On his show Al-Barnameg (The Program), Youssef, dubbed the Egyptian Jon Stewart, had poked fun at the ruling Islamists and Mursi's temporary adoption of extensive powers in November and December.
He may be summoned for questioning after the case was transferred to a Cairo prosecutor for investigation, the source said.
The lawyer who filed the complaint, Ramadan Abdel Hamid al-Aqsari, had in the past sought to sue a range of media personalities and politicians.
The state prosecutor, Talaat Ibrahim, had on Dec. 27 ordered a probe into three top opposition leaders accused of trying to incite Mursi's overthrow.
The lawyer who filed that complaint has since recanted.
“I don’t criticize, I satirize. I make fun, which is even more shocking. Whoever is in authority will have to deal with our program,” Youssef told Al Arabiya last month.
In a country where the lines are blurred between politics and religion, Youssef says he gets a lot of heat from Islamists whom he considers Egypt’s right wingers.
“Our right wing here in Egypt is different from the U.S. because people here are more emotional about religion, they can’t differentiate between politics and religion. The Muslim Brotherhood and the Salafis are the right wing, I don’t deal with them as religious groups but as political groups,” he said.
In the first episode of the second season of his show, Youssef launched a satirical attack on presenters who host news talk shows on the same channel.
He described a show hosted by Emad Eldeen Adeeb, one of the few media personalities in the country to interview toppled former President Hosni Mubarak, as a snooze-fest, while displaying a picture of a made-up Facebook page.
The page’s title read “We are all Emad Eldin Adeeb,” in reference to the popular Egyptian Facebook page “We are all Khaled Said,” an Egyptian who was tortured to death by police officers, sparking mass protests for his cause.
In the past, Youssef has become known among Egyptians for poking fun at presidential and media-related problems in the country.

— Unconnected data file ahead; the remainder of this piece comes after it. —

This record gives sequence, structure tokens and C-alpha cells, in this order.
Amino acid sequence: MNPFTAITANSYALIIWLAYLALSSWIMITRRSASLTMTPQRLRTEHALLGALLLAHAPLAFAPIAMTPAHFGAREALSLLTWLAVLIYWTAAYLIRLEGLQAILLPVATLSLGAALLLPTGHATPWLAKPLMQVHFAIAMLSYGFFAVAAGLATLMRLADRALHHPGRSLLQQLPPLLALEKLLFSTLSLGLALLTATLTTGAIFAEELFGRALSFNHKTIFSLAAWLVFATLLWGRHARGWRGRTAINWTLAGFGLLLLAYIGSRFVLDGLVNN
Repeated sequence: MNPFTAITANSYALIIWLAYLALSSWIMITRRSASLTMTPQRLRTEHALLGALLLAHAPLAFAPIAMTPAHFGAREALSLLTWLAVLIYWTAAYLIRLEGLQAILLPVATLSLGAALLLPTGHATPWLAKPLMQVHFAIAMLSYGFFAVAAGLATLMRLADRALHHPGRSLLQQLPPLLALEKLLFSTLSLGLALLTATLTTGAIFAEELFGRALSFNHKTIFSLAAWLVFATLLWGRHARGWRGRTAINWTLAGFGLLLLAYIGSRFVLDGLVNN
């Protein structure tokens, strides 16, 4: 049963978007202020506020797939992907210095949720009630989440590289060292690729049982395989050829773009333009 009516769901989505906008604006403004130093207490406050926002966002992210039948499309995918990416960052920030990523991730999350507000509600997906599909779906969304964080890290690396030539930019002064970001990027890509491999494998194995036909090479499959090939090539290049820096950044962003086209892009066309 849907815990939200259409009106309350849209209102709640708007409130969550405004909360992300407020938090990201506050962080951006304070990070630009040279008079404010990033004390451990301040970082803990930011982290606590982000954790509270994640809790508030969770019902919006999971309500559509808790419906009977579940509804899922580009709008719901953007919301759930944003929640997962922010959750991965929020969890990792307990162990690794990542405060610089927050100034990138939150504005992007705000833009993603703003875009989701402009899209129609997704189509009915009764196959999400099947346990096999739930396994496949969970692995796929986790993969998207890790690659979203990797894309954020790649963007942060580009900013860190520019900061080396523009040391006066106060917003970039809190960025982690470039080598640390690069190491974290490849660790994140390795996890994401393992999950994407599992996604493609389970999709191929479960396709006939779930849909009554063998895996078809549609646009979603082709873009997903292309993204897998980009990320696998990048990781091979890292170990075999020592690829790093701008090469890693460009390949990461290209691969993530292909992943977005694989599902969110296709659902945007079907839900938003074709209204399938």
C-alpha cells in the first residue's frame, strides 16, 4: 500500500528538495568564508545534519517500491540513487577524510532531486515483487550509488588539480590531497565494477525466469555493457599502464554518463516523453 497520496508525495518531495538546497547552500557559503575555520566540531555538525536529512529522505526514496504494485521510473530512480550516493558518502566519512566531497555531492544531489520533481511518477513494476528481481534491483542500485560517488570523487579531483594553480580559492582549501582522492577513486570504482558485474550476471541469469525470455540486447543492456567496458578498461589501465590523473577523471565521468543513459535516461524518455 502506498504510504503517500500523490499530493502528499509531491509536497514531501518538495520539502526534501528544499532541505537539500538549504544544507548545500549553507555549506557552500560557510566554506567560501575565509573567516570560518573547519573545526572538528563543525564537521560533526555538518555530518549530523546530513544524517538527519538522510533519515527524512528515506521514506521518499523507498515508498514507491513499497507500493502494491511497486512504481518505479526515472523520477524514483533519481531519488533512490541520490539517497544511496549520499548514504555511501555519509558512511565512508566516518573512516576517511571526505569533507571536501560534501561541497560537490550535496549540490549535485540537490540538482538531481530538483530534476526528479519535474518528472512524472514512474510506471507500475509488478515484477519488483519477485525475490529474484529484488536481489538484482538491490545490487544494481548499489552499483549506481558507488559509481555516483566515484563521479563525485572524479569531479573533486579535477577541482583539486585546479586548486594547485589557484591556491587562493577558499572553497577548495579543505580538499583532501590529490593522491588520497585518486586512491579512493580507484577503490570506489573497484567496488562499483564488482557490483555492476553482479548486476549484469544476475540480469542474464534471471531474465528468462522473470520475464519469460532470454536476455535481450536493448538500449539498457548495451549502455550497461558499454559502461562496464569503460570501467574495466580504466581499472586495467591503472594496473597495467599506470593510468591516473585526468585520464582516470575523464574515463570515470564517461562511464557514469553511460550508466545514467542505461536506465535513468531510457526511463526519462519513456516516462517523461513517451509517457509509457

In one sketch of the episode, Youssef also lampooned the TV channel, saying it aligned to remnants of the Mubarak regime. But when a cash machine graphic pops up on the screen next Youssef, an intentional tongue-in-cheek reminder to the host that the channel is paying his wage, he changes course and praises CBC for “inciting the revolution,” joking that the channel is revolutionary after all.
“If Dr. Youssef wants to satirically mock other people’s actions and words, then he must know this is a channel with aims towards democracy, which is why no one should take things personally,” Adeeb said on his talk show which followed Youssef’s.
“But there is a red line, for those who understand the real difference between political satire and what can be legally be seen as an insult and defamation,” Adeeb added.
“Egyptians have a long history as the region's funny men. In many other Arab countries, Egyptians are known as “ibn nukta”, or “the son of jokes”. The sheer number of jokes from Egypt reveals the importance of humor in daily life,” wrote journalist Megan Detrie earlier this year, in an article on surging “political comedy” in the country.
But has Youssef taken it too far?
The satirist also portrayed news TV host Khairy Ramadan as a media “charity case,” as described by Egyptian media, pointing (what he portrayed to be) “too nice,” naïve, simple-minded comments made by the presenter about the country being in a bad state.
Following the episode, Youssef posted on his Twitter account “BRING IT ON!!!!!!!!!!!!!!!!!!!!!!!!!!!!!!!!!!!!!!!!!!!!” prompting over 600 retweets and responses from Twitter users related to Adeeb’s threat to pursue legal action against the satirist.